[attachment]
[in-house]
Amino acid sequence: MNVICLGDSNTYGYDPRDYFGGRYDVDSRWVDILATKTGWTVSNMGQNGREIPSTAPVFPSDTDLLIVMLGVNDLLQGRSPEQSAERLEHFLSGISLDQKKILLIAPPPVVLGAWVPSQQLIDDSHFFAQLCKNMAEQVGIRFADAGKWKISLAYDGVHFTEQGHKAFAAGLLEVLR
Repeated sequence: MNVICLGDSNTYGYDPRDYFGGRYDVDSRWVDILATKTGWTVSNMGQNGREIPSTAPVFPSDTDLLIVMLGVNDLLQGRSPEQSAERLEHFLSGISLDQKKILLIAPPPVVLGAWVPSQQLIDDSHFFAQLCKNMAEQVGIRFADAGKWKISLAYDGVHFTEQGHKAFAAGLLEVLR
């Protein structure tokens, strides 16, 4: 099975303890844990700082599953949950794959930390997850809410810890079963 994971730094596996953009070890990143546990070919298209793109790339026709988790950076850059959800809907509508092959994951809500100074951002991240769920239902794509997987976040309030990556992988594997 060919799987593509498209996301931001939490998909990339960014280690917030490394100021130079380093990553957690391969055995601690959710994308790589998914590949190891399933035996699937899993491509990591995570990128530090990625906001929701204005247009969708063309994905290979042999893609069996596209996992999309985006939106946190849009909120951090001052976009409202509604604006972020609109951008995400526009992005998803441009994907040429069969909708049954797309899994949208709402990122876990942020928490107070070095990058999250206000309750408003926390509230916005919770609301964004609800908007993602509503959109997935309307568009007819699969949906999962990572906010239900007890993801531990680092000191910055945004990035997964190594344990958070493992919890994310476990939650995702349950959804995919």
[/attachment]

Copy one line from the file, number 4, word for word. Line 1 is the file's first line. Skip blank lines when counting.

């Protein structure tokens, strides 16, 4: 099975303890844990700082599953949950794959930390997850809410810890079963 994971730094596996953009070890990143546990070919298209793109790339026709988790950076850059959800809907509508092959994951809500100074951002991240769920239902794509997987976040309030990556992988594997 060919799987593509498209996301931001939490998909990339960014280690917030490394100021130079380093990553957690391969055995601690959710994308790589998914590949190891399933035996699937899993491509990591995570990128530090990625906001929701204005247009969708063309994905290979042999893609069996596209996992999309985006939106946190849009909120951090001052976009409202509604604006972020609109951008995400526009992005998803441009994907040429069969909708049954797309899994949208709402990122876990942020928490107070070095990058999250206000309750408003926390509230916005919770609301964004609800908007993602509503959109997935309307568009007819699969949906999962990572906010239900007890993801531990680092000191910055945004990035997964190594344990958070493992919890994310476990939650995702349950959804995919």